Coming from another continent, I have noticed that in this country, there is a norm to fill the calendar, to keep everyone occupied and enriched- in every kind of activities you could imagine. Not that I’m against activities and enrichment programs. On the contrary, we have our own share.
In my heart I am longing for simplicity. Going back to the basic. I remember as a kid in the Philippines climbing on trees, playing in the rain, walking on the beach and collecting shells, making our own toys, and dancing in the moonlight. Now, when I tell the kids to just go outside, sometimes I could read eyes inquiring- “and do what?”
Socialization is not an issue for us, but I also long for certain relationships- for me and my husband, and for the children. I yearn fellowship.
Taking the children to their activities is usually plain sacrifice to me. Not because it requires of my time, but because I often get reminded that we could not assimilate without people first getting over the fact that though we look different, there is always common ground. My children, though born in this country and had never lived outside of it, face the same challenges. Life continues, but that’s all that it is- “getting out there.”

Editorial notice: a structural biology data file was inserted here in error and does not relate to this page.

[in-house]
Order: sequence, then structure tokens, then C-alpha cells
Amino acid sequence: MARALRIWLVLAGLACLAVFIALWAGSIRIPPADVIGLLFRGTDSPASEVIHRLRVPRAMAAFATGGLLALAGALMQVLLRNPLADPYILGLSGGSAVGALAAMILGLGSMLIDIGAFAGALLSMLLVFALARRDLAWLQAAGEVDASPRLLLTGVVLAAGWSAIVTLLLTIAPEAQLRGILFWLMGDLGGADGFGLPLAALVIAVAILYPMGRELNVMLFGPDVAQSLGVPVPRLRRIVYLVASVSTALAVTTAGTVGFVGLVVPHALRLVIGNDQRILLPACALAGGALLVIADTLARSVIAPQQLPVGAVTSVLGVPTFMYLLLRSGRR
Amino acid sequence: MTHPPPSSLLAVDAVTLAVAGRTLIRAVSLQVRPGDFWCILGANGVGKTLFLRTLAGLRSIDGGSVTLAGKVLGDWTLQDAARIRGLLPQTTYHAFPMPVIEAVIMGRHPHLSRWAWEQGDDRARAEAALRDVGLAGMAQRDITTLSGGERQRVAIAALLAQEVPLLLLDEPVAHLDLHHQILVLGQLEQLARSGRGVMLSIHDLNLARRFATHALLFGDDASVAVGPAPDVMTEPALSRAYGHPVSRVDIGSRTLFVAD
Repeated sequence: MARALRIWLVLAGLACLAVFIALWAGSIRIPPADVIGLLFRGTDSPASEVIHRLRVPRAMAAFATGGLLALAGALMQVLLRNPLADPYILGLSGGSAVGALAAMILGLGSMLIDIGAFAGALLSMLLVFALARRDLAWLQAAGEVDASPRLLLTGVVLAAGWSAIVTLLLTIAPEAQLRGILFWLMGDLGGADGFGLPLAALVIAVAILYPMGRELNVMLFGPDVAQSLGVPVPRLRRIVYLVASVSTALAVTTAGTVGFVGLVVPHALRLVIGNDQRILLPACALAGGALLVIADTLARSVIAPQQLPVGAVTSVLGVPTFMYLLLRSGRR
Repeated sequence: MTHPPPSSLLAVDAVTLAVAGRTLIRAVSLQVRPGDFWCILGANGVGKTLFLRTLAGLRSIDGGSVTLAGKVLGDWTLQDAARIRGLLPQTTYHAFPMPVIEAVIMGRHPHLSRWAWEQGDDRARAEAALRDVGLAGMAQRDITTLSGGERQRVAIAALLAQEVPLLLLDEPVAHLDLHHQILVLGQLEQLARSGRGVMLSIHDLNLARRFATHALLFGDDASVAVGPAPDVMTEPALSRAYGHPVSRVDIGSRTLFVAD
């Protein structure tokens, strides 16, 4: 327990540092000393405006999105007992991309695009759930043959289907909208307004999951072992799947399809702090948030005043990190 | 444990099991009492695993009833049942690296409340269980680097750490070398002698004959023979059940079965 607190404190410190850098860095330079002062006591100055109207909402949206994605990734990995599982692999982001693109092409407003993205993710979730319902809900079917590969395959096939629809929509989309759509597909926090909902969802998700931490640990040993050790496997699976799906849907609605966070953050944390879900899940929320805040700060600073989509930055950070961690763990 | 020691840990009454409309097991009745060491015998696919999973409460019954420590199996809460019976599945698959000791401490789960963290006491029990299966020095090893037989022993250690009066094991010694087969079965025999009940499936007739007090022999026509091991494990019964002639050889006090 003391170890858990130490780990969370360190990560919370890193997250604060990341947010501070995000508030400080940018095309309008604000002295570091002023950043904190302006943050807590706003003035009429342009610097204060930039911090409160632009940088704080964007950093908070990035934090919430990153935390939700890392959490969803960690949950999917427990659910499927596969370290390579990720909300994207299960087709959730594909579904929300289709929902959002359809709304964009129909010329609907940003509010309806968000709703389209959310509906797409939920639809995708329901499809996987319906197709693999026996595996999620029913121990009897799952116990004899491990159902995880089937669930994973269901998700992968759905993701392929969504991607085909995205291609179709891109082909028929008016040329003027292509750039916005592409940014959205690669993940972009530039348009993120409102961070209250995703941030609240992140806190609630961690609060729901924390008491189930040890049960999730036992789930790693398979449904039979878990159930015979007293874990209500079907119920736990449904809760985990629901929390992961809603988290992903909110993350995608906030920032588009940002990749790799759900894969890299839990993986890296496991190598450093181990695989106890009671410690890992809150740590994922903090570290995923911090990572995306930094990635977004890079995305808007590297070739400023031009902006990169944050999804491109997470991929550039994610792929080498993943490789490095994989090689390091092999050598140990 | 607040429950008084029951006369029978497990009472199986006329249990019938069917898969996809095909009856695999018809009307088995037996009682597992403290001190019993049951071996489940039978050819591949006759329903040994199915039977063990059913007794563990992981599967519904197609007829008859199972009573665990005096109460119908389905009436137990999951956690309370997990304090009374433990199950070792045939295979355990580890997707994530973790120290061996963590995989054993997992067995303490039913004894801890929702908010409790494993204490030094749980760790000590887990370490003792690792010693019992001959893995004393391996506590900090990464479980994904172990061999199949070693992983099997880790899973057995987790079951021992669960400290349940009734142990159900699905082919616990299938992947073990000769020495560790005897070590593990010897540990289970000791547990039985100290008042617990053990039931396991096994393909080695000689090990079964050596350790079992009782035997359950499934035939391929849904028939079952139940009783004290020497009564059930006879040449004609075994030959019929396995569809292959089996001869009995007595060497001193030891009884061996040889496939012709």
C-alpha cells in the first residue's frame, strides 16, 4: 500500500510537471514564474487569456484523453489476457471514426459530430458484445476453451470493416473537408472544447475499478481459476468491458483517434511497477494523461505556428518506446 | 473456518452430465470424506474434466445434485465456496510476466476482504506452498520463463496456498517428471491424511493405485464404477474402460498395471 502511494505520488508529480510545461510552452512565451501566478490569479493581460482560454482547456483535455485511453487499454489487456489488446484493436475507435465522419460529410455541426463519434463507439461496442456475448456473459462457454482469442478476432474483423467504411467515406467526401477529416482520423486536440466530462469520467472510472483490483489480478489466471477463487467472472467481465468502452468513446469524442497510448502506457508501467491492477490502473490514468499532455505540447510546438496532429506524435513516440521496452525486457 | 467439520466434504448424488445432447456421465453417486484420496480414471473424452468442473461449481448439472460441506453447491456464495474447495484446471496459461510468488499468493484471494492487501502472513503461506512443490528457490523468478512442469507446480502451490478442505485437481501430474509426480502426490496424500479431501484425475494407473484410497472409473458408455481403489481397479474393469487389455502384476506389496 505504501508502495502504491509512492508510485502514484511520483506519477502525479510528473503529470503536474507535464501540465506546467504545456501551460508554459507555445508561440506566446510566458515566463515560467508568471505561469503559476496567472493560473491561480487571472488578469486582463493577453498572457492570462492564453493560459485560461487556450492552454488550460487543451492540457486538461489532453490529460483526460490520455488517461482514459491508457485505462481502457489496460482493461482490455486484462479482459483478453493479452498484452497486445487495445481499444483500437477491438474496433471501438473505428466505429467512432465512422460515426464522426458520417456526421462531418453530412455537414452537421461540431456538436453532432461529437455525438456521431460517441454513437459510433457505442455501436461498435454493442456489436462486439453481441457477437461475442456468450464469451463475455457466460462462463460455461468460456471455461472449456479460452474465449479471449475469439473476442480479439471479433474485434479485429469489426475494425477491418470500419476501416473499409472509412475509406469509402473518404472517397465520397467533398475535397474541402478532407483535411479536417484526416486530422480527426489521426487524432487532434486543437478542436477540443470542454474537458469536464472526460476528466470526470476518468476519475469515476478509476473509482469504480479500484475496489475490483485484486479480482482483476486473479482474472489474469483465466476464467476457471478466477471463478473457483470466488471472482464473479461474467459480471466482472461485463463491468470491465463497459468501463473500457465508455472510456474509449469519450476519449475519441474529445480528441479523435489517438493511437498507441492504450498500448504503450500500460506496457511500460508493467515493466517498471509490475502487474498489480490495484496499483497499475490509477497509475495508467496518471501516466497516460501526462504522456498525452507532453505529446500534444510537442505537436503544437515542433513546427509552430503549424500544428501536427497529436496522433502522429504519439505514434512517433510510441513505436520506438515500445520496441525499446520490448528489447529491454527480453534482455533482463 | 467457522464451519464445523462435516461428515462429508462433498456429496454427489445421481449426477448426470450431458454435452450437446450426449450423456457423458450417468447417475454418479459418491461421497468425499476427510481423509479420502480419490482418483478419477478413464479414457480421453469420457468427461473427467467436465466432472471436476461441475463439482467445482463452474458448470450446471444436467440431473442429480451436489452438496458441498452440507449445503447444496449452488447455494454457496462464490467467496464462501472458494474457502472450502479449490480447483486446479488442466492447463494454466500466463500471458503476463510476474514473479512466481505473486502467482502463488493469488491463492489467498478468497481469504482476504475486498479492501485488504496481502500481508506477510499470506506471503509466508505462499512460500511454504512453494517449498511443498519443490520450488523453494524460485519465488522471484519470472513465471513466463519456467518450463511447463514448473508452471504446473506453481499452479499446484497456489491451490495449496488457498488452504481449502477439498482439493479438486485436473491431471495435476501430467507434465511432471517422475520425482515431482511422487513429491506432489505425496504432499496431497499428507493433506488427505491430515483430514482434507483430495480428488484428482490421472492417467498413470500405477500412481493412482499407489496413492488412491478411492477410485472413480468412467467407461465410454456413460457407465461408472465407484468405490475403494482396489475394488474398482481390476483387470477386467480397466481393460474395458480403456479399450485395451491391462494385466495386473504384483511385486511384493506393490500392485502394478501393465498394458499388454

And what about community? I was raised where community matters more than activity. I remember walking to the neighbors’ house just to visit, or to check if the elderly needed any help. I recollect running errands for just about anybody when they are busy preparing for an event or a gathering. Anyone from the Philippines would know the phrase “bayanihan system,” which is described here as a practice of helping each other without expecting anything, especially money, in return. Bayanihan signifies a strong sense of community and aims at seeking the welfare not only of one’s self but that of the larger community.
And yes, everybody knows your name.
I would like to be able to teach my kids that sense of community. Yet, I don’t even see my neighbors. We do what we can. We are involved in a ministry at church, even our daughter. There are so many opportunities out there to be of service to others. All we need to do is step out. But for that sense of community that’s pictured in my mind to be a reality, it would take a lot more.